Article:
Tryptase levels are not increased during vancomycin-induced anaphylactoid reactions

Anesthesiology. 1998 Sep;89(3):620-5. doi: 10.1097/00000542-199809000-00010.


Background: Anaphylaxis, mediated by immunoglobulin E, may be clinically indistinguishable but is mechanistically different than chemically mediated anaphylactoid reactions induced by drugs such as morphine, curare, and vancomycin. A test to distinguish anaphylactic from anaphylactoid reactions would clarify therapeutic and medicolegal issues. Tryptase levels identify anaphylactic reactions but have not been evaluated in vivo during anaphylactoid reactions. A prospective, randomized, double-blinded, placebo-controlled trial of antihistamine chemoprophylaxis for rapid vancomycin infusion was performed, and plasma tryptase was measured using a new immunoassay. Histamine release was established by measurement of plasma histamine and the ability of prophylactic H1 and H2 antagonists to prevent common histamine-associated side effects. Tryptase levels were compared with histamine levels and clinical symptoms.

Methods: Before elective arthroplasty, 40 patients received vancomycin infusion (1 g over 10 min) and pretreatment with either antihistamines (1 mg/kg diphenhydramine and 4 mg/kg cimetidine) or placebo. Changes in tryptase (at peak histamine and 10 min after vancomycin infusion), histamine levels, and histamine-mediated symptoms were assessed using Fisher's exact test, the Student's t test, or the paired t test, as appropriate. Logistic regression models were used to quantify the association of clinical symptoms with antihistamine treatment and serum levels.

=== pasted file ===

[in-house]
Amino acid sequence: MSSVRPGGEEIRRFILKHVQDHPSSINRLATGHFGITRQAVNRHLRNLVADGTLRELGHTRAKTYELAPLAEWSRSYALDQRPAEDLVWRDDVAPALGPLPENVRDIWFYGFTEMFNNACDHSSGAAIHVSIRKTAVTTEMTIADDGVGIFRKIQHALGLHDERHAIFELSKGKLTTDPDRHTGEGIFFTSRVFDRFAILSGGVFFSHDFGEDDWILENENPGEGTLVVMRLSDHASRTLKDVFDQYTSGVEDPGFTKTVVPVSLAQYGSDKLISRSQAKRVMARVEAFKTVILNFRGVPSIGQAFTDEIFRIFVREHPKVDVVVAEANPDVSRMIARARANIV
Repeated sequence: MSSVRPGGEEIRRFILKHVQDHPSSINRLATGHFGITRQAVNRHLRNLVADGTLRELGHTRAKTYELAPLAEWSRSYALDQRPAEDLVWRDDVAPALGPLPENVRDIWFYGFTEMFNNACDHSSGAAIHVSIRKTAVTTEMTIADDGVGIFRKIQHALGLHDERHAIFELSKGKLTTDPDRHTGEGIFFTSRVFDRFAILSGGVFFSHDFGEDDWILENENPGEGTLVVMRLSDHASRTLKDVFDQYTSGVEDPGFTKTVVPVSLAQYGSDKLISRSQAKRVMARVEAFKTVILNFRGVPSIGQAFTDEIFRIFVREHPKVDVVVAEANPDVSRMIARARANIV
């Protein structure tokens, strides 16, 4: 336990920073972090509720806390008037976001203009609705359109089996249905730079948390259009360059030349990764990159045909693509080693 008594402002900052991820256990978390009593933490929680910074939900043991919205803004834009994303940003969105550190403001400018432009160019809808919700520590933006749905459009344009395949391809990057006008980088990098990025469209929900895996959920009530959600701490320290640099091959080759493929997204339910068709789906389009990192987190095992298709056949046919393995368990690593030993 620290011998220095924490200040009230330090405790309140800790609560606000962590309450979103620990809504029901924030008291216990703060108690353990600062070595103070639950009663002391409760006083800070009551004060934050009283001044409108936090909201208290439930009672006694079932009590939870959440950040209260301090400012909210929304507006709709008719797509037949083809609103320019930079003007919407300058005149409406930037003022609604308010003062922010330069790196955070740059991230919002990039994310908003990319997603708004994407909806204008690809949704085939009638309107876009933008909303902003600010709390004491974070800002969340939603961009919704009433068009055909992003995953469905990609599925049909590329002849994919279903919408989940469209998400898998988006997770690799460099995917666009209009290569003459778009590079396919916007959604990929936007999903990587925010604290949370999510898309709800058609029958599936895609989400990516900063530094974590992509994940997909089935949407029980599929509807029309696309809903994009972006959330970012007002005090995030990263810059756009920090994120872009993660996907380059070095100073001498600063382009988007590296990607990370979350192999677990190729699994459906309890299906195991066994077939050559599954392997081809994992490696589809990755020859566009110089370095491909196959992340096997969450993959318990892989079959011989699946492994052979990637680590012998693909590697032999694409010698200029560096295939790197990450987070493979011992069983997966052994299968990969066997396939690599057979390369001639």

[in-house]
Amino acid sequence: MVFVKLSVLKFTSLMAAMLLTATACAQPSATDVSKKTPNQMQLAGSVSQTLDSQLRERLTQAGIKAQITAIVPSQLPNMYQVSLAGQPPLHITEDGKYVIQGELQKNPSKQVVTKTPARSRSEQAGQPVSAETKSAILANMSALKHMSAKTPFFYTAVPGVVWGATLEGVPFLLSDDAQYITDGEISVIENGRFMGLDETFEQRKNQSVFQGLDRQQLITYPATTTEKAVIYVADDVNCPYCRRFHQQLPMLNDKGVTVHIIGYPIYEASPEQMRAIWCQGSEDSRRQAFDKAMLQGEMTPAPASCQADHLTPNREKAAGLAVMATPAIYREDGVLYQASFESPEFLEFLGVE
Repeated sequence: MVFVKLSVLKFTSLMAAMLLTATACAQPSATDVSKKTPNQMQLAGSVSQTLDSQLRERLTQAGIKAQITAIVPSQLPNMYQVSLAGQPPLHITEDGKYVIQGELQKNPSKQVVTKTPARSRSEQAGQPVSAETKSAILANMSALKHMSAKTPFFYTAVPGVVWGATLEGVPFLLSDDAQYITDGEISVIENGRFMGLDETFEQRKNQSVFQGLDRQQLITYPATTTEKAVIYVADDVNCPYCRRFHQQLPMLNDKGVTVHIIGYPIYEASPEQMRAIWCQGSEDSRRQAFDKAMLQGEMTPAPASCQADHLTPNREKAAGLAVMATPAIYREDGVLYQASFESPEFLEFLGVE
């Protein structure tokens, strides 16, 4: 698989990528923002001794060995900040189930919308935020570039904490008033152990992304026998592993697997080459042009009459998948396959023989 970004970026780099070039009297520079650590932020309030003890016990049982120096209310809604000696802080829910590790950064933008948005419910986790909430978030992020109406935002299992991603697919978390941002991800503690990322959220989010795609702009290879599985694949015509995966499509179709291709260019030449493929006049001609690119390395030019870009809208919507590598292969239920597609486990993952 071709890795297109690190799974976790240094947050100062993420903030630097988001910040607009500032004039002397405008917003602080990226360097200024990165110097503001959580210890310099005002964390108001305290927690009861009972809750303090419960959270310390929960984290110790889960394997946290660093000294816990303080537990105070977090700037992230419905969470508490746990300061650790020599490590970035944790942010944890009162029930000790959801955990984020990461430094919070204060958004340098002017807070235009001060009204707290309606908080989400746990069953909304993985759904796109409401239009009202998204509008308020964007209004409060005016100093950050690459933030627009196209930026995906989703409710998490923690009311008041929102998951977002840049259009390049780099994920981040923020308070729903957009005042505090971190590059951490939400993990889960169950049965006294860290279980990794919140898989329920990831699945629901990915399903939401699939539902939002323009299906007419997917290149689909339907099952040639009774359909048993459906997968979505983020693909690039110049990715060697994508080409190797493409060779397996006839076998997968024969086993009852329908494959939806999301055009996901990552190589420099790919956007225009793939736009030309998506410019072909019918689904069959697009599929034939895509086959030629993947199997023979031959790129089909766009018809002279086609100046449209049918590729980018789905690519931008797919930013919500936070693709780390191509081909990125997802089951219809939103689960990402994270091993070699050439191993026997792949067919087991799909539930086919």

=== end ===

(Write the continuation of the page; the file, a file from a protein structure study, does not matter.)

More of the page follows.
Results: Plasma tryptase levels were unchanged (99% CI, -0.5 to 1.6) independent of increased histamine levels, antihistamine pretreatment, clinical symptoms, or all of these. Histamine levels >1 ng/ml were significantly associated with hypotension, moderate-to-severe rash, and stopped infusion. Antihistamine pretreatment significantly decreased the incidence and severity of the reactions.

Conclusion: Plasma tryptase levels were not significantly elevated in confirmed anaphylactoid reactions, so they can be used to distinguish chemical from immunologic reactions.

Publication types

  • Clinical Trial
  • Randomized Controlled Trial
  • Research Support, Non-U.S. Gov't
  • Research Support, U.S. Gov't, P.H.S.

MeSH terms

  • Adult
  • Aged
  • Aged, 80 and over
  • Anaphylaxis / enzymology*
  • Anti-Bacterial Agents / adverse effects*
  • Chymases
  • Double-Blind Method
  • Female
  • Histamine / blood
  • Humans
  • Male
  • Middle Aged
  • Serine Endopeptidases / blood*
  • Tryptases
  • Vancomycin / adverse effects*


  • Anti-Bacterial Agents
  • Vancomycin
  • Histamine
  • Serine Endopeptidases
  • chymase 2
  • Chymases
  • Tryptases